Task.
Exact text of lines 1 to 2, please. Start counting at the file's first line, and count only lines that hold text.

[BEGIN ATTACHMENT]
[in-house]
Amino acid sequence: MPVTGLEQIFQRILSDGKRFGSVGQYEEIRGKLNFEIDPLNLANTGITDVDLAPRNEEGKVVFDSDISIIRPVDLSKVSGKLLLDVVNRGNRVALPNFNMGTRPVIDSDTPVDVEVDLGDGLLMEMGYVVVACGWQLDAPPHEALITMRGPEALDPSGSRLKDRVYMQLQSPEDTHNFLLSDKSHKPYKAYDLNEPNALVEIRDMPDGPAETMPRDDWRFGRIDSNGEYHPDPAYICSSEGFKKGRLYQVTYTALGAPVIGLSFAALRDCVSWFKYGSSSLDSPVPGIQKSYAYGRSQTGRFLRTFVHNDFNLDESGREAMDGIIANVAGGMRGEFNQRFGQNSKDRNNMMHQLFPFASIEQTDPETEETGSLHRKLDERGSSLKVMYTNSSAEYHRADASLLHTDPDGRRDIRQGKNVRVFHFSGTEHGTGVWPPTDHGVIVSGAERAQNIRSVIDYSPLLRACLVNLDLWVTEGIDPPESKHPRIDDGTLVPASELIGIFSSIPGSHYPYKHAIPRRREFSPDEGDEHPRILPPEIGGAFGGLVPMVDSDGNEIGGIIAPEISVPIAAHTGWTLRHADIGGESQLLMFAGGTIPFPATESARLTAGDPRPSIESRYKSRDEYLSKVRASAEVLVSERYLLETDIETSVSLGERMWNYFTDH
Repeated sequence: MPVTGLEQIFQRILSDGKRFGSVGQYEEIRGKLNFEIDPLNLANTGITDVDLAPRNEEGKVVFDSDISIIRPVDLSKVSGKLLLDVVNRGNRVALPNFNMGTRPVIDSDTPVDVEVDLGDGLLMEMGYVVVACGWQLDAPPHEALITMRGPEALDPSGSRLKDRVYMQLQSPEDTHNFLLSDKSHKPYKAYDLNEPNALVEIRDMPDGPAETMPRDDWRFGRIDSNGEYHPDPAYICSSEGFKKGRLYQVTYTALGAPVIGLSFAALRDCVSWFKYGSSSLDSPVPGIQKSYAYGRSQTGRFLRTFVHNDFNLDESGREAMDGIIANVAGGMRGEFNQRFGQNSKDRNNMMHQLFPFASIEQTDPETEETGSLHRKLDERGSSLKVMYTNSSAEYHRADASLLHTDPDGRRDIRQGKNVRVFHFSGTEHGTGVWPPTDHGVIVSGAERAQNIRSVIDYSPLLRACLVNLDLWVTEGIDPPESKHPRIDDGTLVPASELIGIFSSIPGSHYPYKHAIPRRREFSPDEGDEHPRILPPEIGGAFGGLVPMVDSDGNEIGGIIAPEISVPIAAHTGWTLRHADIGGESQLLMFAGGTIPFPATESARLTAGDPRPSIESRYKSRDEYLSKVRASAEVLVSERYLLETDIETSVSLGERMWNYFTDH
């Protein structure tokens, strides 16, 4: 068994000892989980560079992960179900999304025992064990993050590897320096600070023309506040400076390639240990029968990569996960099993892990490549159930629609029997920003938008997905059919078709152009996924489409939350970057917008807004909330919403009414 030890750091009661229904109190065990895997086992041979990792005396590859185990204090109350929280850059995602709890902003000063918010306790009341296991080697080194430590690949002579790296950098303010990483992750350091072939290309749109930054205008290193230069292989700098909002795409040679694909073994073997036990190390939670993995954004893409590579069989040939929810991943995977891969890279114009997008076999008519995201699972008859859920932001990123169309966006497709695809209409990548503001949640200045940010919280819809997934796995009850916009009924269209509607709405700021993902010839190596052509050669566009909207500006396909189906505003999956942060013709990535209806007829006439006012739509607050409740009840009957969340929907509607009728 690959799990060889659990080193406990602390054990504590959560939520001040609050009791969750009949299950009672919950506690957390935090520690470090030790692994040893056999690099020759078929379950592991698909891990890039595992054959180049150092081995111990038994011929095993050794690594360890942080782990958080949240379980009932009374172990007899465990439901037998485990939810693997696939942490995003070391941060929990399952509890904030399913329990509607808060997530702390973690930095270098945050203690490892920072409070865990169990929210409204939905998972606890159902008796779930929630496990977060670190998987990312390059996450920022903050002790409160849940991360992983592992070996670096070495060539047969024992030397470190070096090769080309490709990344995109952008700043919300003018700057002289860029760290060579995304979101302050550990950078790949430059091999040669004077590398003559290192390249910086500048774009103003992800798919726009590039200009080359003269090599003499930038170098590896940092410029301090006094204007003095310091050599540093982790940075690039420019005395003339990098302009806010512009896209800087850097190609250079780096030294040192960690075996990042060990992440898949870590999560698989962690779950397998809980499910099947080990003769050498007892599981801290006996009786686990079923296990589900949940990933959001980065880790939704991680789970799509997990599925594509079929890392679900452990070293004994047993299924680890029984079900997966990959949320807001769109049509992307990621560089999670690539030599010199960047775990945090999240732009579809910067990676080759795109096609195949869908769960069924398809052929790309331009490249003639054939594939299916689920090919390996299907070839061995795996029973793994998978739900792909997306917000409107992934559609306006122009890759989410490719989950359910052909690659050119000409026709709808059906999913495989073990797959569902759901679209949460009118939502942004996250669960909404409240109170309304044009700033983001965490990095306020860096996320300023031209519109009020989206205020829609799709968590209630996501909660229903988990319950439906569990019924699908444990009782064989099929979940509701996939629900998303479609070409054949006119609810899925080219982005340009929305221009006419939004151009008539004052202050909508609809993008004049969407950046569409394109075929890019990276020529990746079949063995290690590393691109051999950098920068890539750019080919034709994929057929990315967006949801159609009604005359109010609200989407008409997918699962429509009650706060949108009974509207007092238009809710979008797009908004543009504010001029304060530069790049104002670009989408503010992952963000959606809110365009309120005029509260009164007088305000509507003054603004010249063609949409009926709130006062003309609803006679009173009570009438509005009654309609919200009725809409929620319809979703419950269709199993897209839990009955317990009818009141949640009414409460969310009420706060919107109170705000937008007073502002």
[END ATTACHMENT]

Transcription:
[in-house]
Amino acid sequence: MPVTGLEQIFQRILSDGKRFGSVGQYEEIRGKLNFEIDPLNLANTGITDVDLAPRNEEGKVVFDSDISIIRPVDLSKVSGKLLLDVVNRGNRVALPNFNMGTRPVIDSDTPVDVEVDLGDGLLMEMGYVVVACGWQLDAPPHEALITMRGPEALDPSGSRLKDRVYMQLQSPEDTHNFLLSDKSHKPYKAYDLNEPNALVEIRDMPDGPAETMPRDDWRFGRIDSNGEYHPDPAYICSSEGFKKGRLYQVTYTALGAPVIGLSFAALRDCVSWFKYGSSSLDSPVPGIQKSYAYGRSQTGRFLRTFVHNDFNLDESGREAMDGIIANVAGGMRGEFNQRFGQNSKDRNNMMHQLFPFASIEQTDPETEETGSLHRKLDERGSSLKVMYTNSSAEYHRADASLLHTDPDGRRDIRQGKNVRVFHFSGTEHGTGVWPPTDHGVIVSGAERAQNIRSVIDYSPLLRACLVNLDLWVTEGIDPPESKHPRIDDGTLVPASELIGIFSSIPGSHYPYKHAIPRRREFSPDEGDEHPRILPPEIGGAFGGLVPMVDSDGNEIGGIIAPEISVPIAAHTGWTLRHADIGGESQLLMFAGGTIPFPATESARLTAGDPRPSIESRYKSRDEYLSKVRASAEVLVSERYLLETDIETSVSLGERMWNYFTDH